Iraqi forces Wednesday wrested back control of key areas west of Baghdad that have been out of government hands for weeks amid a deadly standoff between militants and security forces.
The battles in Anbar province, a mostly-Sunni desert region that shares a border with Syria, and a protracted surge in nationwide violence have left more than 850 people dead so far this month, fuelling fears Iraq is slipping back into the all-out conflict that plagued it in 2006 and 2007.
Washington has said it plans to sell Iraq 24 Apache attack helicopters in a $4.8 billion deal to help the country fight militants.
But foreign leaders have also urged the Shia-led government to address long-term grievances in the disaffected Sunni community to undercut support for militancy.
Security forces and allied tribal fighters on Wednesday regained control of Albu Farraj, just north of Ramadi, as well as a district on the outskirts of Fallujah, officials said.
"Iraqi security forces have taken control of Albu Farraj," said defence ministry spokesman Mohammed al-Askari, describing the area as an "important base" for militants, including the Al-Qaeda-linked Islamic State of Iraq and the Levant (ISIL).
"We will give it back to the tribes and police forces to return the area to normal."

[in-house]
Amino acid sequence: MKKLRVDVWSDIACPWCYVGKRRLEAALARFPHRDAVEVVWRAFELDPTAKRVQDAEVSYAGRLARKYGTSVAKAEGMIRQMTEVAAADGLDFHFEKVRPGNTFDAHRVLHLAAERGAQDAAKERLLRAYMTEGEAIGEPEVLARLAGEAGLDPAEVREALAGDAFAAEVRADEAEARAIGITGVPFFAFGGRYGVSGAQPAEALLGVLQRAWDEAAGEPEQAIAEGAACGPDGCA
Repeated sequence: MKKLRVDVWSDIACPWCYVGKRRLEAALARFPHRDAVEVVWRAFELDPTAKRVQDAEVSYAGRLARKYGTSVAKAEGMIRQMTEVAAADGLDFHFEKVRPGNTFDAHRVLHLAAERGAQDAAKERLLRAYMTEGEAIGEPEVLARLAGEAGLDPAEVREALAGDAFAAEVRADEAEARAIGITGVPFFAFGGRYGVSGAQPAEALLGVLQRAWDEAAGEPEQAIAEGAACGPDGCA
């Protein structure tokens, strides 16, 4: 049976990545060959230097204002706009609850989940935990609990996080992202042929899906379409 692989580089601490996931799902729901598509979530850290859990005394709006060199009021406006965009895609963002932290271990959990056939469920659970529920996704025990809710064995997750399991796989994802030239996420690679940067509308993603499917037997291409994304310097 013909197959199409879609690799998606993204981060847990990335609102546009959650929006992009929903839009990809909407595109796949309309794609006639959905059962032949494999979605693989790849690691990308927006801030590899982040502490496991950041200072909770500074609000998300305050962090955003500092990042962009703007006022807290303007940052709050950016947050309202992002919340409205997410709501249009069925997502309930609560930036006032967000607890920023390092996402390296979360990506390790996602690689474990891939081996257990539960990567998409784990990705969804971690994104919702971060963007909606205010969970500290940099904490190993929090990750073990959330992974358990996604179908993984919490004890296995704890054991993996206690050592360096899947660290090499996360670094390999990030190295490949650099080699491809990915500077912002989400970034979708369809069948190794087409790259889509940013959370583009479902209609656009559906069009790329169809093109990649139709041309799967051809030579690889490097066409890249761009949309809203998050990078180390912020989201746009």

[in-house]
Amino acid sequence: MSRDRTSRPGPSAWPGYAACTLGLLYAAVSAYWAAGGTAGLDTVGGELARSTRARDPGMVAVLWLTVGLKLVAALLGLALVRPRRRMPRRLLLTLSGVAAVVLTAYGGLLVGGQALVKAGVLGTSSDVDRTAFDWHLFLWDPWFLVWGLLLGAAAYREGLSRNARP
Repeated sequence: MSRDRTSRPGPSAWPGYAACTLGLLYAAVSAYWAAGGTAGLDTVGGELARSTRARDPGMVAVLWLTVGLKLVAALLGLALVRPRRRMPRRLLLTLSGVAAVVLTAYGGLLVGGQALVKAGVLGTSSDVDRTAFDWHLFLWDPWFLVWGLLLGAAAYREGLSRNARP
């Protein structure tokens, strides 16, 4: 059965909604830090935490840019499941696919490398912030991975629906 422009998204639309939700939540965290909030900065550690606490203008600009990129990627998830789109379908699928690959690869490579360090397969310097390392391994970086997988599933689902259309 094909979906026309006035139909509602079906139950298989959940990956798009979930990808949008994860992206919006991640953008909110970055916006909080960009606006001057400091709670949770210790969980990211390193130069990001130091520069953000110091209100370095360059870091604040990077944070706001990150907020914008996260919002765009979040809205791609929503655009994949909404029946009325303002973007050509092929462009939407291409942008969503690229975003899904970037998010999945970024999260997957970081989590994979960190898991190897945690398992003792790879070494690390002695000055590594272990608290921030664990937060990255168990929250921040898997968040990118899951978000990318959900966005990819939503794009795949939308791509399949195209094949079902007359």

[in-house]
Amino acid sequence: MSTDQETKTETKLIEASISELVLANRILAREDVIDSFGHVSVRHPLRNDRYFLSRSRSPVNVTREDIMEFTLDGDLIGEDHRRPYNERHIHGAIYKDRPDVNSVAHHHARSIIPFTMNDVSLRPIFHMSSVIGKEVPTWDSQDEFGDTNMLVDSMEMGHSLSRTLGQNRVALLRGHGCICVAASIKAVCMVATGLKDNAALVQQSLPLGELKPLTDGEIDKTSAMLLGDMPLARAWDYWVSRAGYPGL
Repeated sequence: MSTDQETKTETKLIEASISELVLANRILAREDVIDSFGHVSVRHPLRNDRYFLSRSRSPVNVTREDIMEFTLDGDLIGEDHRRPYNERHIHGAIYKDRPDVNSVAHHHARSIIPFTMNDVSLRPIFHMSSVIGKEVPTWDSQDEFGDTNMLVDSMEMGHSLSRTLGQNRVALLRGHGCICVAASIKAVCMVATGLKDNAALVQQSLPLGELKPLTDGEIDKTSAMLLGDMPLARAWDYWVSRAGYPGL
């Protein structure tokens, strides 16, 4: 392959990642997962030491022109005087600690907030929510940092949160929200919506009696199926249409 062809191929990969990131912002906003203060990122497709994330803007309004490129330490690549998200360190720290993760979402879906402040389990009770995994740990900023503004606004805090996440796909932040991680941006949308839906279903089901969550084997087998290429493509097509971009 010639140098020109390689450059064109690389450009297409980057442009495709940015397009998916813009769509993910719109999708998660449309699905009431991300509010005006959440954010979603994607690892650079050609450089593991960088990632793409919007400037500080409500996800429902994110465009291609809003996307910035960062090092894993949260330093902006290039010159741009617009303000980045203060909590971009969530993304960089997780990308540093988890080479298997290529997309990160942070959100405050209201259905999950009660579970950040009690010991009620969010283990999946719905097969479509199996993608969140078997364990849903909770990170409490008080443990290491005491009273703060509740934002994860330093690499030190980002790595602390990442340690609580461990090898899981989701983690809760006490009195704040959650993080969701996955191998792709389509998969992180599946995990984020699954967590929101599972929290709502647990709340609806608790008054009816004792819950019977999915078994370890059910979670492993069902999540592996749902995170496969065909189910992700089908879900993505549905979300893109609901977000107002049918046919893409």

Officials said Iraqi forces also took back Al-Nasaf, on the western outskirts of Fallujah, on Wednesday.
Security forces have been locked in deadly battles in Ramadi, where militants hold several neighbourhoods, and have carried out operations in rural areas of Anbar province.
Anti-government fighters also hold all of Fallujah, on Baghdad's doorstep.
ISIL has been involved in the fighting, and witnesses and tribal leaders in Fallujah say the group has tightened its grip on the city in recent days, but other militant groups have also taken part in the battles.
It is the first time militants have exercised such open control in Iraqi cities since the peak of violence that followed the 2003 US-led invasion.
The standoff has forced more than 140,000 people to flee their homes, the UN refugee agency said, describing this as the worst displacement in Iraq since its 2006-2008 sectarian conflict.